References

  1. Hansen AR, Massard C, Ott PA, et al. Pembrolizumab for advanced prostate adenocarcinoma: findings of the KEYNOTE-028 study. Ann Oncol 2018;29:1807-13. [Crossref] [PubMed]
  2. Antonarakis ES, Piulats JM, Gross-Goupil M, et al. Pembrolizumab for Treatment-Refractory Metastatic Castration-Resistant Prostate Cancer: Multicohort, Open-Label Phase II KEYNOTE-199 Study. J Clin Oncol 2020;38:395-405. [Crossref] [PubMed]
  3. Xian P, Ge D, Wu VJ, et al. PD-L1 instead of PD-1 status is associated with the clinical features in human primary prostate tumors. Am J Clin Exp Urol 2019;7:159-69. [PubMed]
  4. Marshall CH, Fu W, Wang H, et al. Prevalence of DNA repair gene mutations in localized prostate cancer according to clinical and pathologic features: association of Gleason score and tumor stage. Prostate Cancer Prostatic Dis 2019;22:59-65. [Crossref] [PubMed]
  5. Lang SH, Swift SL, White H, et al. A systematic review of the prevalence of DNA damage response gene mutations in prostate cancer. Int J Oncol 2019;55:597-616. [PubMed]
  6. Castro E, Goh C, Olmos D, et al. Germline BRCA mutations are associated with higher risk of nodal involvement, distant metastasis, and poor survival outcomes in prostate cancer. J Clin Oncol 2013;31:1748-57. [Crossref] [PubMed]
  7. Robinson D, Van Allen EM, Wu YM, et al. Integrative clinical genomics of advanced prostate cancer. Cell 2015;161:1215-28. [Crossref] [PubMed]
  8. Armenia J, Wankowicz SAM, Liu D, et al. The long tail of oncogenic drivers in prostate cancer. Nat Genet 2018;50:645-51. [Crossref] [PubMed]
  9. Wu YM, Cieslik M, Lonigro RJ, et al. Inactivation of CDK12 Delineates a Distinct Immunogenic Class of Advanced Prostate Cancer. Cell 2018;173:1770-82.e14. [Crossref] [PubMed]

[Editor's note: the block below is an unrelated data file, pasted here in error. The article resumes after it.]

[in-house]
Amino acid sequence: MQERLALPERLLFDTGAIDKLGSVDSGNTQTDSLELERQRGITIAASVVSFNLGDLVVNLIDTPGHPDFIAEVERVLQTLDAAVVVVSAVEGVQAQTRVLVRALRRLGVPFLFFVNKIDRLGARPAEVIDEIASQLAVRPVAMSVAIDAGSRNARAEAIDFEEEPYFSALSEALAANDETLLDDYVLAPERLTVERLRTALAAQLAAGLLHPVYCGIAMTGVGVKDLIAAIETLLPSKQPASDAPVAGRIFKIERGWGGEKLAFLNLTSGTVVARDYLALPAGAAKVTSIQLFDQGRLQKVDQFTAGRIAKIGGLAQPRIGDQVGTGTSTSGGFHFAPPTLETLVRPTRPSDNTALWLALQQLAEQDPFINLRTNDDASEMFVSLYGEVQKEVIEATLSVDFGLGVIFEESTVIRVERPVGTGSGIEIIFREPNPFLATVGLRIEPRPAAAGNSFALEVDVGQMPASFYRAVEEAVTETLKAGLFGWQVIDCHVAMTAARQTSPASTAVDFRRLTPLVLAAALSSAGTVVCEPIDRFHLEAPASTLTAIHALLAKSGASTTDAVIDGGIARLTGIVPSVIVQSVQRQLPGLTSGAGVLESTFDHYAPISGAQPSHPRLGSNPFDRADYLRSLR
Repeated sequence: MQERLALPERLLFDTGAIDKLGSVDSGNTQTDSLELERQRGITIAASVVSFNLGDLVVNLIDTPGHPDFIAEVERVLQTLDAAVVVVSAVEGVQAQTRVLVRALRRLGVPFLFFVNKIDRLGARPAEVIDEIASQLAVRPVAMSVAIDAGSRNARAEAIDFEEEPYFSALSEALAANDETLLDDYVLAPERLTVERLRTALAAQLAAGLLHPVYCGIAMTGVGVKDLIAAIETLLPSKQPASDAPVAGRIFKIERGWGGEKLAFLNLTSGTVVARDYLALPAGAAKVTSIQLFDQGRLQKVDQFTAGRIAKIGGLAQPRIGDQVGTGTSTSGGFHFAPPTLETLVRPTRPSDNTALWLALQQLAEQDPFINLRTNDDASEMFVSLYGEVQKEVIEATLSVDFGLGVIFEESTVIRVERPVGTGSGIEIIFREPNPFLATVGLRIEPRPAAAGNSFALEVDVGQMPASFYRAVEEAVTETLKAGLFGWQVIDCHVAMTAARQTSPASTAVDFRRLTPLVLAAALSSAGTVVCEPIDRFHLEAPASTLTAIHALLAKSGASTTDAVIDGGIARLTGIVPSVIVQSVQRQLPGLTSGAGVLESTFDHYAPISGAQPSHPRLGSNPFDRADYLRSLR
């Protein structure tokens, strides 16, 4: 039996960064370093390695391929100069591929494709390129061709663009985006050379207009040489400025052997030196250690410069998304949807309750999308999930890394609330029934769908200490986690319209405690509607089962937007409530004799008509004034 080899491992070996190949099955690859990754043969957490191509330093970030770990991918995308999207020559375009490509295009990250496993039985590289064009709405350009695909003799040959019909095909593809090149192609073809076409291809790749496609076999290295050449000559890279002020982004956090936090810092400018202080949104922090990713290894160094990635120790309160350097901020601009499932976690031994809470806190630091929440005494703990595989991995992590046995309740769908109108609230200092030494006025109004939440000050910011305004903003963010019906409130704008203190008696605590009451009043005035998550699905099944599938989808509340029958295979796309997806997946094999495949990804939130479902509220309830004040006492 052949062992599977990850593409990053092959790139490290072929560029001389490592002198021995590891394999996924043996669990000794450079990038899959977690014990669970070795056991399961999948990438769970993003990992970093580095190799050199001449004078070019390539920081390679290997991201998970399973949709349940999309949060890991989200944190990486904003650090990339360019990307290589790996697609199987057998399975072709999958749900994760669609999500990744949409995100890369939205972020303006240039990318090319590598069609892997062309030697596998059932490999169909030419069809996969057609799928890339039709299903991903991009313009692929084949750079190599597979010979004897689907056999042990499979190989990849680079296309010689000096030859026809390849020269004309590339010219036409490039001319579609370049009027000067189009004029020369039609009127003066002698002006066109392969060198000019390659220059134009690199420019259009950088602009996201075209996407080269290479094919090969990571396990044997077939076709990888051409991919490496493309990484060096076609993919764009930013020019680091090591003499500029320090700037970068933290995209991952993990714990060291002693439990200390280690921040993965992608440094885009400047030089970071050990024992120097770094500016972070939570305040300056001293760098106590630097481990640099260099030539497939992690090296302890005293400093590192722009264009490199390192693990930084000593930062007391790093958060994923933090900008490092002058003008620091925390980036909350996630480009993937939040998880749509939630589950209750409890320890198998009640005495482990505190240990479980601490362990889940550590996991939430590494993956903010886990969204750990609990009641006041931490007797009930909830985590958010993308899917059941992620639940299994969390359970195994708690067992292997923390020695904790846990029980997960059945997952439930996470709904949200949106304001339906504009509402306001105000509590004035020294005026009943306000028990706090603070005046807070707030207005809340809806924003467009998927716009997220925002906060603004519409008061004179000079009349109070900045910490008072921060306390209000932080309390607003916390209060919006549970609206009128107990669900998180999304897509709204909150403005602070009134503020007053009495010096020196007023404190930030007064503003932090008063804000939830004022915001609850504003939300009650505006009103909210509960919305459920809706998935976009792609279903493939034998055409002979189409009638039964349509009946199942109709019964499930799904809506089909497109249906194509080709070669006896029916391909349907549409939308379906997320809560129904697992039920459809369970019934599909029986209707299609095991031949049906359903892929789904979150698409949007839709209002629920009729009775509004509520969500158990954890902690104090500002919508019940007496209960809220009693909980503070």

10. Abida W, Cheng ML, Armenia J, et al. Analysis of the Prevalence of Microsatellite Instability in Prostate Cancer and Response to Immune Checkpoint Blockade. JAMA Oncol 2019;5:471-8. [Crossref] [PubMed]
  11. Horne ZD, Smith RP, Beriwal S, et al. Small cell carcinoma of the prostate: National patterns of care and outcomes. J Clin Oncol 2019;37:9. [Crossref]
  12. Hugo W, Zaretsky JM, Sun L, et al. Genomic and Transcriptomic Features of Response to Anti-PD-1 Therapy in Metastatic Melanoma. Cell 2016;165:35-44. [Crossref] [PubMed]
  13. Disis ML, Patel MR, Pant S, et al. Avelumab (MSB0010718C; anti-PD-L1) in patients with recurrent/refractory ovarian cancer from the JAVELIN Solid Tumor phase Ib trial: Safety and clinical activity. J Clin Oncol 2016;34:5533. [Crossref]
  14. Quigley DA, Dang HX, Zhao SG, et al. Genomic Hallmarks and Structural Variation in Metastatic Prostate Cancer. Cell 2018;174:758-69.e9. [Crossref] [PubMed]
  15. Antonarakis ES, Velho PI, Agarwal N, et al. CDK12-altered prostate cancer: Clinical features and therapeutic outcomes to standard systemic therapies, PARP inhibitors, and PD1 inhibitors. Ann Oncol 2019;30:v326-7. [Crossref]
Cite this article as: Alqaisi HA, Al-ezzi E, Hansen AR. Biomarkers of response to immune checkpoint inhibitors for metastatic castration resistant prostate cancer: looking for the needle in the haystack. Ann Transl Med 2020;8(14):894. doi: 10.21037/atm.2020.03.78